Legitimate Questions of Judgment, Experience

In recent weeks Americans have been subjected to a litany of outrageous statements from Sen. Barack Obama's pastor of 20 years, Rev. Jeremiah Wright. While Obama was finally compelled to distance himself from his radical preacher, the relationship raises legitimate questions about Obama's judgment and naivete.

Obama, after all, wants to be president of the United States, and in that quest has proposed unconditional summit meetings with some of our country's most determined enemies, including Iran's President Mahmoud Ahmadinejad.

Obama's campaign has been built upon his supposed transcendent qualities and intuitive judgment. His foreign policy experience is limited to having lived in Indonesia between the ages of 6 and 10, and having traveled overseas briefly as a college student. He further claims that a speech he gave against the war in Iraq six years ago to extremely liberal supporters in a campaign for state senator in Illinois is sufficient proof of his superior judgment in national security matters and qualifies him to be president and commander-in-chief of U.S. Armed Forces at a time when we are fighting two extraordinarily difficult wars. As with his relationship with Wright, a closer examination is warranted.

In the U.S. Senate, to which he was elected in 2004, a year after the launching of Operation Iraqi Freedom, he has done little to act on his asserted anti-war position, and has said repeatedly that had he been in the Senate at the time of the vote on the authorization for the use of military force he doesn't know how he would have voted. As chairman of the Senate Foreign Relations subcommittee on Europe, with jurisdiction over NATO, he has held not a single oversight meeting because, as he admitted, he was too busy running for president, even though NATO's presence in the Afghanistan war is critical to success in that venture.

Obama repeats the incorrect and politically irresponsible mantra that Sen. Hillary Clinton voted for the war and that therefore he is more qualified to be president. Unlike Obama, as the last acting U.S. ambassador to Iraq during the first Gulf War, I was deeply involved in that debate from the beginning.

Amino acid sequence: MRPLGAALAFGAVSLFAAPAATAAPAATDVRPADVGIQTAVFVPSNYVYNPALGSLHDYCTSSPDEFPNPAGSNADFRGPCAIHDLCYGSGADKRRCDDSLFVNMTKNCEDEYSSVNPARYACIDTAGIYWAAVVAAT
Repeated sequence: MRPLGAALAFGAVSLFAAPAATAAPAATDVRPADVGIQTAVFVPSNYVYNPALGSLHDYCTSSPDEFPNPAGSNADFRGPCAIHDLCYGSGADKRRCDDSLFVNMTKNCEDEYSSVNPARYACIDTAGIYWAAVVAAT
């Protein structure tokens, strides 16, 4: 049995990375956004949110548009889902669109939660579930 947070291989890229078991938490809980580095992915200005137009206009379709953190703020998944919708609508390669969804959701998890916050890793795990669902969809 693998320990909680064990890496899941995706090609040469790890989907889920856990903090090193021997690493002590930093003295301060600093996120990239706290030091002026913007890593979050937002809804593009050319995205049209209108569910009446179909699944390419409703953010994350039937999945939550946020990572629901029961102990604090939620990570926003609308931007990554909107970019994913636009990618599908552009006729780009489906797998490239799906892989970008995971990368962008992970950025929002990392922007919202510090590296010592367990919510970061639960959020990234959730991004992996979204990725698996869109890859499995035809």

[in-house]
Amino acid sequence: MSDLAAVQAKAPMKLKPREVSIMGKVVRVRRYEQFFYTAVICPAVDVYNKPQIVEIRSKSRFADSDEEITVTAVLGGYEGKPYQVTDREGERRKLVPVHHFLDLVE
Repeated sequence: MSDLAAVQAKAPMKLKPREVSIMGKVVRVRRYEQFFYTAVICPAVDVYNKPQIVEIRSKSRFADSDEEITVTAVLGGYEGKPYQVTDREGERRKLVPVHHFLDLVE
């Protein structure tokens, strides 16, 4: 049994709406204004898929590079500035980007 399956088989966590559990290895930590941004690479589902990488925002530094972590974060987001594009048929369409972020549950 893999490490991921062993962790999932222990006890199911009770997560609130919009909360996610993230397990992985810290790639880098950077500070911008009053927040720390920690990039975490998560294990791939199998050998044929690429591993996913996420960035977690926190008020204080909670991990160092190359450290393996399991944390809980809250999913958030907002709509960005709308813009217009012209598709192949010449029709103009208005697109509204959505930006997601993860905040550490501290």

President Bush and Secretary of State Colin Powell made it clear publicly and in their representations to Congress that the authorization was not to go to war but rather to give the president the leverage he needed to go to the United Nations to reinvigorate international will to contain and disarm Saddam Hussein, consistent with the resolutions passed at the time of the first Gulf War.

With passage of the resolution, the president did in fact achieve a U.N. consensus, and inspectors returned to Iraq. Hans Blix, the chief U.N. inspector, has said repeatedly that without American leadership there would have been no new inspection regime.

Saddam was a serial violator of human rights, had started two wars in the region in the previous decade, continued to threaten his neighbors, including Israel, which he once said he would destroy with weapons of mass destruction. We may not have fully understood how little remained of his WMD arsenal, but were we really willing in the aftermath of 9/11 to give him a free pass, as Obama's rewriting of history suggests he might have done?

The approach of tough diplomacy backed by the threat of military action was the correct one and it yielded exactly the desired results, a unanimously passed U.N. resolution and the capitulation of Saddam when he readmitted the inspectors.

The betrayal occurred not when the president was given the tools he needed to secure international support for inspections, but rather when Bush refused to allow the inspectors to complete their work and decided preemptively to invade, conquer and occupy Iraq.

That decision and power was his alone -- not the Congress' and certainly not Hillary Clinton's. Obama is wrong to turn Bush's war into Clinton's responsibility. And Obama is dangerously na•ve in failing to understand the need in international crises to blend tough diplomacy with the other foreign policy tools at our disposal to achieve a strong national security posture.

Judgment and leadership in foreign policy are not intuitive. They are learned through experience. Obama's long and close relationship with the anti-American hate-monger Wright, his inattention to his responsibilities in the Senate Foreign Relations Committee and his careless approach to Iraq all suggest that he would benefit from more experience. We should ask whether we want those lessons to be learned in the White House.

Originally published in the Raleigh News and Observer.